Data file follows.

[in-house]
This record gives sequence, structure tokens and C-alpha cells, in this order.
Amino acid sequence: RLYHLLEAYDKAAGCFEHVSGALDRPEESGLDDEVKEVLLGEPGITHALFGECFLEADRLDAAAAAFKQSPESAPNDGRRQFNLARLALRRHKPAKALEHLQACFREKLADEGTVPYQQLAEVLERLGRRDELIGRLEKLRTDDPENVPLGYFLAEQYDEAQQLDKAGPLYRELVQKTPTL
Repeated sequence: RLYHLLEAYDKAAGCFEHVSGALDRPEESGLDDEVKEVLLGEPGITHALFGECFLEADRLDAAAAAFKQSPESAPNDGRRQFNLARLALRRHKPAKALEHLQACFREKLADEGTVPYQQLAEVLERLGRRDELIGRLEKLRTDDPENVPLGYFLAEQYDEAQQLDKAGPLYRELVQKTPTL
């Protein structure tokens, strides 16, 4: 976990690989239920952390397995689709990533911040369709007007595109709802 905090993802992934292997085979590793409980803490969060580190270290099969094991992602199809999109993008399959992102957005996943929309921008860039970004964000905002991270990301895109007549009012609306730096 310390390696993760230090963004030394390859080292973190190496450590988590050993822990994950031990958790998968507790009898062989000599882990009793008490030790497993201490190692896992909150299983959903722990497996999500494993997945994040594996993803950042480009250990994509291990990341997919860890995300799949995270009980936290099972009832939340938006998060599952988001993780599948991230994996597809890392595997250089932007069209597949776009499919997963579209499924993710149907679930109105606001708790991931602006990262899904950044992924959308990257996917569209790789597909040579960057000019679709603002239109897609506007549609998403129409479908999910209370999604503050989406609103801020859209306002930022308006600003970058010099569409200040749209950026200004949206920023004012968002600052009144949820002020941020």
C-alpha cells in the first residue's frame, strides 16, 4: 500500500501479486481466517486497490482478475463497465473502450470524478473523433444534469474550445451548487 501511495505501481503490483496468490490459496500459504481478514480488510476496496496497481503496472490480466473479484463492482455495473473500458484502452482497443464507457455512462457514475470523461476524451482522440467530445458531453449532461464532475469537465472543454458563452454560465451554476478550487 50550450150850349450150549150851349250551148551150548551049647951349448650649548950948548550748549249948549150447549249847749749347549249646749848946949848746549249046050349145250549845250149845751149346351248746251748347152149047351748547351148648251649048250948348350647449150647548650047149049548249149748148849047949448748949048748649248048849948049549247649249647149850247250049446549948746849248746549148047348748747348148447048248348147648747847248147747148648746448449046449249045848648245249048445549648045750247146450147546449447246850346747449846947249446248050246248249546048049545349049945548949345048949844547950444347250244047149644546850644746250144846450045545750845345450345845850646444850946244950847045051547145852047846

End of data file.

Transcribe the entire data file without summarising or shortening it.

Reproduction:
[in-house]
This record gives sequence, structure tokens and C-alpha cells, in this order.
Amino acid sequence: RLYHLLEAYDKAAGCFEHVSGALDRPEESGLDDEVKEVLLGEPGITHALFGECFLEADRLDAAAAAFKQSPESAPNDGRRQFNLARLALRRHKPAKALEHLQACFREKLADEGTVPYQQLAEVLERLGRRDELIGRLEKLRTDDPENVPLGYFLAEQYDEAQQLDKAGPLYRELVQKTPTL
Repeated sequence: RLYHLLEAYDKAAGCFEHVSGALDRPEESGLDDEVKEVLLGEPGITHALFGECFLEADRLDAAAAAFKQSPESAPNDGRRQFNLARLALRRHKPAKALEHLQACFREKLADEGTVPYQQLAEVLERLGRRDELIGRLEKLRTDDPENVPLGYFLAEQYDEAQQLDKAGPLYRELVQKTPTL
């Protein structure tokens, strides 16, 4: 976990690989239920952390397995689709990533911040369709007007595109709802 905090993802992934292997085979590793409980803490969060580190270290099969094991992602199809999109993008399959992102957005996943929309921008860039970004964000905002991270990301895109007549009012609306730096 310390390696993760230090963004030394390859080292973190190496450590988590050993822990994950031990958790998968507790009898062989000599882990009793008490030790497993201490190692896992909150299983959903722990497996999500494993997945994040594996993803950042480009250990994509291990990341997919860890995300799949995270009980936290099972009832939340938006998060599952988001993780599948991230994996597809890392595997250089932007069209597949776009499919997963579209499924993710149907679930109105606001708790991931602006990262899904950044992924959308990257996917569209790789597909040579960057000019679709603002239109897609506007549609998403129409479908999910209370999604503050989406609103801020859209306002930022308006600003970058010099569409200040749209950026200004949206920023004012968002600052009144949820002020941020």
C-alpha cells in the first residue's frame, strides 16, 4: 500500500501479486481466517486497490482478475463497465473502450470524478473523433444534469474550445451548487 501511495505501481503490483496468490490459496500459504481478514480488510476496496496497481503496472490480466473479484463492482455495473473500458484502452482497443464507457455512462457514475470523461476524451482522440467530445458531453449532461464532475469537465472543454458563452454560465451554476478550487 50550450150850349450150549150851349250551148551150548551049647951349448650649548950948548550748549249948549150447549249847749749347549249646749848946949848746549249046050349145250549845250149845751149346351248746251748347152149047351748547351148648251649048250948348350647449150647548650047149049548249149748148849047949448748949048748649248048849948049549247649249647149850247250049446549948746849248746549148047348748747348148447048248348147648747847248147747148648746448449046449249045848648245249048445549648045750247146450147546449447246850346747449846947249446248050246248249546048049545349049945548949345048949844547950444347250244047149644546850644746250144846450045545750845345450345845850646444850946244950847045051547145852047846